You’re probably familiar with The Most Interesting Man in the World. But what about The Happiest Man in the World? Well, his name was Huell Howser, and hedied from cancer last Monday, January 7. For 19 years, Huell produced and hosted California’s Gold, a charming combination of travelogue, history, and public affairs seen on PBS across California. Visiting sites across the state with one camera and one microphone, Huell interviewed local experts and unexpecting passersby. The uncomplicated program relied on little more than his enthusiasm as its sole production value.
Huell could make a compelling claim for the Trees of Mystery roadside attraction in Klamath along with the tufa columns of Mono Lake. Watching him, a family-run cobbler shop in Pasadena became as inspiring as the Golden Gate Bridge. Every show ended with his trademark sign off: “And that’s what makes [insert program location] truly a part [dramatic pause] of California’s gold.” No matter what he was exploring on any given “adventure,” Huell would always say “That’s amazing!” Except with his Tennessee drawl, this California transplant sounded more like, “That-suh-maayzing!” (Though among his fans there’s a debate as to whether his real signature was the more direct, “Wow!”)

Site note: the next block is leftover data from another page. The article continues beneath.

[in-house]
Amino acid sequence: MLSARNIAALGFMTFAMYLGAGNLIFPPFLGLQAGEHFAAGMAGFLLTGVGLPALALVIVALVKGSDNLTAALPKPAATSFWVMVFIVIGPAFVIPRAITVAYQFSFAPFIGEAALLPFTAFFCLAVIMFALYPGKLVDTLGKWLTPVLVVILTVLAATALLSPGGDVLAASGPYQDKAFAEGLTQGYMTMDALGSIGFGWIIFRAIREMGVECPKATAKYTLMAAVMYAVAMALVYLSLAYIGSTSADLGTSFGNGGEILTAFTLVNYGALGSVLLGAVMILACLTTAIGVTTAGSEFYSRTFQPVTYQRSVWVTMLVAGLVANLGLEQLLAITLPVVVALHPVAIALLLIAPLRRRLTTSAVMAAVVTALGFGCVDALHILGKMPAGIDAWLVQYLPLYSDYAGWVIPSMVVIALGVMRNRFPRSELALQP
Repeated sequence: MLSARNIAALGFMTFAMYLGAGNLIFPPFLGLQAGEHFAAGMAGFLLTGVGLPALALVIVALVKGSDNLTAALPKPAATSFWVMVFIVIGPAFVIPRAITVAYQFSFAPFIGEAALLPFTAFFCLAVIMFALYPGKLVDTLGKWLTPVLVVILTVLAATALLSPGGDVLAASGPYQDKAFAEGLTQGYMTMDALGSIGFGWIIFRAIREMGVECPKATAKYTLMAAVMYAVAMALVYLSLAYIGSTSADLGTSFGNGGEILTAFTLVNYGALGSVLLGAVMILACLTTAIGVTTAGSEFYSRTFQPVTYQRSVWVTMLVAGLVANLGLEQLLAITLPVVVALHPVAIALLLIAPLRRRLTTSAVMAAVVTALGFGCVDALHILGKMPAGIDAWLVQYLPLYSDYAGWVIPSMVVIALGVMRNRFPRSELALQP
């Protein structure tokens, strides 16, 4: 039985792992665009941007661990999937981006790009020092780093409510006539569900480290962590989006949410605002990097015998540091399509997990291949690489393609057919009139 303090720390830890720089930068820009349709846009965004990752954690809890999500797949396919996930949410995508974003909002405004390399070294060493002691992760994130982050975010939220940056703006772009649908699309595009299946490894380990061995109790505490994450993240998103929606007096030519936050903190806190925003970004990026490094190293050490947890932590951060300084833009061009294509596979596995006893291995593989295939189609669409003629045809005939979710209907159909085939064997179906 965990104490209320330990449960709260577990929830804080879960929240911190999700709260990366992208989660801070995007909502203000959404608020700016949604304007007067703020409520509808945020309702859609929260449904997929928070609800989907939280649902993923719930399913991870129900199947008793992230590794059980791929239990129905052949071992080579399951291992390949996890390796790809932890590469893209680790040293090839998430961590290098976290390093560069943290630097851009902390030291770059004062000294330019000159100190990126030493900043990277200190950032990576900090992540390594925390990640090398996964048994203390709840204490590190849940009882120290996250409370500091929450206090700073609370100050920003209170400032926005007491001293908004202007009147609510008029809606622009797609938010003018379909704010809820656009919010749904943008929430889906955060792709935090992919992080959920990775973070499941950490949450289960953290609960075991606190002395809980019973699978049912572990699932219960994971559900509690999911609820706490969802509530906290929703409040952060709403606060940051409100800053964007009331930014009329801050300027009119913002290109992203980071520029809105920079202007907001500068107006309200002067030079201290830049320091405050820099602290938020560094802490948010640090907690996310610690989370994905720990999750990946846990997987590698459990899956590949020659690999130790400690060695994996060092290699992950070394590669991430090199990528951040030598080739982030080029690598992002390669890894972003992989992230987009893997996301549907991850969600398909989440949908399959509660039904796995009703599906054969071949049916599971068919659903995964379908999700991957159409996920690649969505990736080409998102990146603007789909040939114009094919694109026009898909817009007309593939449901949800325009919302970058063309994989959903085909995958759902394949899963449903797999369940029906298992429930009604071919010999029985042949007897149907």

Huell’s folksy style was easily spoofed – he even earned a cameo on ‘The Simpsons’ – but that’s what made the show one the highest rated on California’s PBS stations: Californians couldn’t resist Huell’s unbridled – and genuine – happiness. He taught us to love the Golden State, from the grand to the garish. More than that, he taught us to find wonder and joy and excitement in everything, great and small.
In his poem Pied Beauty, Gerard Manly Hopkins invokes the simple glories of creation, nothing being so lowly that it’s beyond celebrating:
All things counter, original, spare, strange;
Whatever is fickle, freckled (who knows how?)
With swift, slow; sweet, sour; adazzle, dim;
He fathers-forth whose beauty is past change:
The ‘Happiest Man in the World’ got this, in his own quirky way. And given that, I’m pretty sure that as soon as Huell walked through the pearly gates, he looked around, and laughed, and could only say one thing: